ปีนี้เป็นปีม้า ปีมะโรง ปีที่ 7 ของปีนักษัตร
Pee née pen pee máh, pee márohng, pee thêe jèd khŏrng pee nákkàsàt
1. (verb) to grow (up); eg. โตไวๆ นะ can probably be used when you are invited to your friend’s daughter 1st birthday.
2. (adj) big (size); ตัวโต//tua toh means big size/large body
3. (adj) eldest (when used in conjunction with คน//khon):
พี่สาว//phêe saăo means an elder sister
พี่สาวคนโต//phêe saăo khon toh means the eldest sister
Credit picture: http://www.guitarthai.com
This one is also called โต
Credit picture: http://www.oknation.com
Not only the tone can determine the meaning of Thai word, the position is also very important. Here is an example:
หนวกหู//Nùak hŏo VS หูหนวก//Hŏo nùak
ทำอะไรกันน่ะ หนวกหู คนกำลังจะนอน
Tham àrai kan nâ, nùak hŏo, khon kamlang jà norn
What are you all doing so noisy? I was (or am) about to sleep.
ฟังเพลงดังๆ บ่อยๆ เดี๋ยวก็หูหนวกหรอก
Fang phlehng dang dang bòi bòi, diăo kôr hŏo nùak ràwk
If you listen to such loud music too often, it won’t be long before you become deaf.
In addition, you might be hearing this word too:
Hŏo nám nùak
Some time ago, I had a discussion with one of my students (Mr. H, as usual) on the similarity and the difference between Thai and Japanese. From my point of view, both are similar in such a way that we can speak English (because we learn it in school). But we are not comfortable speaking it as we fear a lot of things. Wrong pronunciation. Wrong grammar. Wrong accent, or rather, the accent that native English speaker might not understand. One thing I have noticed is that, unless the person (Thai or Japanese) has been exposed to western culture at high level, I feel that it is quite a task to get connected (or get close) with the person using English language. They seem to understand the meaning grammatically, but not so much to the deeper sense.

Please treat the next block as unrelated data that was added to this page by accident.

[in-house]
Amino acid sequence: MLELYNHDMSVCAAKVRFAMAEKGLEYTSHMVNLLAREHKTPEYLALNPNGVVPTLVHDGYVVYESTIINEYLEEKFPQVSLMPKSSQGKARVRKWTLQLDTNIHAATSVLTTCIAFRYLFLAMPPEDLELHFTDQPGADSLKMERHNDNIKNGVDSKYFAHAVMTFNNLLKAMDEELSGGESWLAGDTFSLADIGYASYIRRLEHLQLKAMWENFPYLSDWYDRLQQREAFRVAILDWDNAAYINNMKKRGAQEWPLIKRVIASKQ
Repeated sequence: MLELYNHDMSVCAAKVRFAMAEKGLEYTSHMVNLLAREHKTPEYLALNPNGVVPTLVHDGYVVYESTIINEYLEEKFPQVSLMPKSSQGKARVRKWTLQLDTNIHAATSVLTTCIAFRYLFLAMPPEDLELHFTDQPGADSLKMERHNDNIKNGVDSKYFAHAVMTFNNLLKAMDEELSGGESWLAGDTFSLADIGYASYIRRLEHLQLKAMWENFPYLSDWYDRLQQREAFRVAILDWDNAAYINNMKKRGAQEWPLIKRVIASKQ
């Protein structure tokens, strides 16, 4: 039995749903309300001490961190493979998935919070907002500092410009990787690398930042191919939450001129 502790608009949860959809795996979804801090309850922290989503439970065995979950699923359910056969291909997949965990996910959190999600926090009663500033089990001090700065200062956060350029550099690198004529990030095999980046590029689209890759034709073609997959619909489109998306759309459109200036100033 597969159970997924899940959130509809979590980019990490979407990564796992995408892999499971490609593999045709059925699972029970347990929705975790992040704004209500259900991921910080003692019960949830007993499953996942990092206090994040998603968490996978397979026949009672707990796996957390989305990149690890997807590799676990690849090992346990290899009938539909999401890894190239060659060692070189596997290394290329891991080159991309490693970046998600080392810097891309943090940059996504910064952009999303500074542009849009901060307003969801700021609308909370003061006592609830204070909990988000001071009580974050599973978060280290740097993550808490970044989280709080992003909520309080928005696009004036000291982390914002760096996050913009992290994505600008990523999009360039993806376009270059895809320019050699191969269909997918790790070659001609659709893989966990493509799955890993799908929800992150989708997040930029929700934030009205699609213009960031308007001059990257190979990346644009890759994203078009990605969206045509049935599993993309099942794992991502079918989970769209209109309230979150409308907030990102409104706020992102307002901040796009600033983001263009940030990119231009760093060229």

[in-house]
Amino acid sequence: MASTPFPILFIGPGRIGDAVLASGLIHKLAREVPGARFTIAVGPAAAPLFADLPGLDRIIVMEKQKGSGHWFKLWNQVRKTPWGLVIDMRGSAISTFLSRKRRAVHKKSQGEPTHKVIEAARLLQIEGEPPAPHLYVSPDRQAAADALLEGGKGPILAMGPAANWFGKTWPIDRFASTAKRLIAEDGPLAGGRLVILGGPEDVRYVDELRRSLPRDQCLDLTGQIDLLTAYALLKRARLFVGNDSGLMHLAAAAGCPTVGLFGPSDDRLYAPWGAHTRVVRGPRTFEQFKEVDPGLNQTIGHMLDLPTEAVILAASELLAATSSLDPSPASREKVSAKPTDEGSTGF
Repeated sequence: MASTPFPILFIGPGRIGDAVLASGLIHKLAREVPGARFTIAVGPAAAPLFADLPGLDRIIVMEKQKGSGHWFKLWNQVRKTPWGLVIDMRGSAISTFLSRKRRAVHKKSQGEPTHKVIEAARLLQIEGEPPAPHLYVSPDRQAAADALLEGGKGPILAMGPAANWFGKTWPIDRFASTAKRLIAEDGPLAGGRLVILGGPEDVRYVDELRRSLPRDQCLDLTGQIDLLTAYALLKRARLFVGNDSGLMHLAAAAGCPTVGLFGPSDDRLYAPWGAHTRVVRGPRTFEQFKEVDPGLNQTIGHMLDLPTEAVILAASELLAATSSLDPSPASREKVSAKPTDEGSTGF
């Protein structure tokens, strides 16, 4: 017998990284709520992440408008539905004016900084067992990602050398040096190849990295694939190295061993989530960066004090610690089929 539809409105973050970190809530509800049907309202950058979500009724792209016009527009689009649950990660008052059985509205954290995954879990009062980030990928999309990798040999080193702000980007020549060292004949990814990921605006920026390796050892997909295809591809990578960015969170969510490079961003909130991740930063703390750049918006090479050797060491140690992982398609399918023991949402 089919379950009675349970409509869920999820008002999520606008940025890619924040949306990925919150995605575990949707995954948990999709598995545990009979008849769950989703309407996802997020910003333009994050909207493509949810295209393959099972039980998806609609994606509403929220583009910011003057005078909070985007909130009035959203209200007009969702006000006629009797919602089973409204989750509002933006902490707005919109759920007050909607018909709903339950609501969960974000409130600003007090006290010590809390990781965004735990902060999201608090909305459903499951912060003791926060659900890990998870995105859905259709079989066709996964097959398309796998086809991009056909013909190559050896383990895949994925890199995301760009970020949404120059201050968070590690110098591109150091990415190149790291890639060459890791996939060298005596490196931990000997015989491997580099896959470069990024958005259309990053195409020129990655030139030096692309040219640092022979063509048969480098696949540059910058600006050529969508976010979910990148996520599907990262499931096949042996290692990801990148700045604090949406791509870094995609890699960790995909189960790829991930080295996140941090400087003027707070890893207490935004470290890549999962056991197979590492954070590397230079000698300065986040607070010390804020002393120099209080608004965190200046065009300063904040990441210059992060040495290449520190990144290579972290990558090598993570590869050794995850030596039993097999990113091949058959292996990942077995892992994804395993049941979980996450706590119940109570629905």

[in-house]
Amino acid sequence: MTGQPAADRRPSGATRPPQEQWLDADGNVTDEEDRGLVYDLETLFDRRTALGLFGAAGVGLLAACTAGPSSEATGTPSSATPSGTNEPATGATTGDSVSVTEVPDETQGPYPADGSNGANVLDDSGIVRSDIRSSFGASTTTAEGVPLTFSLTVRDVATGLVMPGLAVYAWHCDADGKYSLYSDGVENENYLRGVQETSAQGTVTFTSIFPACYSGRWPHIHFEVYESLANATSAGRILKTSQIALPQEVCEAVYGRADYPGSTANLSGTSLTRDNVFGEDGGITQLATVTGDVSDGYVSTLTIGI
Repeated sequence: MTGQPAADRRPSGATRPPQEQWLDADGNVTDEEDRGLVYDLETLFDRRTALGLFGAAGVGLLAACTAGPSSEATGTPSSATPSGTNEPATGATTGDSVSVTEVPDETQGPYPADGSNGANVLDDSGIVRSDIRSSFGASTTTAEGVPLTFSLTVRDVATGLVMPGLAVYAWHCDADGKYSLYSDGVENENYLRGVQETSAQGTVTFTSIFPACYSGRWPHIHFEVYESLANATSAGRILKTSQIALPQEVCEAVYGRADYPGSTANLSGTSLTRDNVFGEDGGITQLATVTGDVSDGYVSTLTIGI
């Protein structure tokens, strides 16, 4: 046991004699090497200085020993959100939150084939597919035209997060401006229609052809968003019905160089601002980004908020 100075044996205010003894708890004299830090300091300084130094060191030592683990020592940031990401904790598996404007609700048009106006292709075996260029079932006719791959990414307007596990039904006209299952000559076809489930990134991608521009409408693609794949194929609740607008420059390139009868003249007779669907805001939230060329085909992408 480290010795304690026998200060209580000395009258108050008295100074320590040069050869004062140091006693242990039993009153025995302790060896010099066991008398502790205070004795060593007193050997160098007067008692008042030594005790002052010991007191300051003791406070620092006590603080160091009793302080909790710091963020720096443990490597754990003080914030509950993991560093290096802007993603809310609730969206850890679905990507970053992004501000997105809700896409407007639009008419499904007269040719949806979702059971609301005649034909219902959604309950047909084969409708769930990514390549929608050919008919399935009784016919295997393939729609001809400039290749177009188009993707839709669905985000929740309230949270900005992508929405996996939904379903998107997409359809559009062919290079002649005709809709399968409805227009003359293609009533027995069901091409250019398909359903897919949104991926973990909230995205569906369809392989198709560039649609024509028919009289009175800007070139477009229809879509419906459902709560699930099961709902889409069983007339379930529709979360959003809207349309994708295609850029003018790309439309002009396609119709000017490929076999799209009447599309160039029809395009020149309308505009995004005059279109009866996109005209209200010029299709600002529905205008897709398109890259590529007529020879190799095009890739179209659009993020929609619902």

What I am trying to say here is that the best way to connect to Thai (or Japanese – correct me if I am wrong) is to master their language.
On the other aspect, Japanese wins anyone else hands down when it comes to service mind. They seem to be helpful, even though you are not speaking their language. Once my friend and I got lost in Tokyo, 9 out of 10 were willing to help us with the direction with their limited English. The other one went extra mile: she couldn’t speak English but she approached her own countryman to help us with the direction. I couldn’t thank them enough.
Mr. H thinks otherwise. He feels that although some Thai people might not be at ease when speaking English – but hey we are known as the Land of Smile – สยามเมืองยิ้ม//Siam meuang yím. Thai people seem to be more friendly, more approachable, and more welcoming than Japanese. He might have a fair point: in these 2 countries he is a foreigner, whereas I am a foreigner in 1 country and another one is my own country.
The equivalent Thai word for ‘friendly’ does not consist of any ‘friend’ or ‘เพื่อน’. It is this:
pen kan eng
And because this word signifies ‘being friendly’ – so now you are at the friend’s level: เป็นกันเอง also means casual or informal. Of course, you would not use formal words to speak with your friends.
khon Thai pen kan eng
Thai people are friendly/warm/welcoming.
Do you think so? 🙂
1. (noun) a fire, a light (literal meaning): ไฟแดง//fai daeng = red light, this is commonly referred to a traffic light
2. (noun) a fire (figurative meaning): ไฟแรง//fai raeng = strong fire = very enthusiastic/very eager (imagine a cartoon character who is running very fast and there is a flame at his back)
1. (verb) to come
2. (prep.) indicate the direction “towards the speaker”, “towards where/the location the speaker is” when used in conjunction with some other ‘actions’
3. (helping verb) use to indicate that the ‘action’ has occurred in the past; example is ไปไหนมา or where have you been
1. (adj.) good
2. (verb) to patch something up; typically use with กัน: ดีกัน//dee kan
3. (noun) English alphabet ‘D’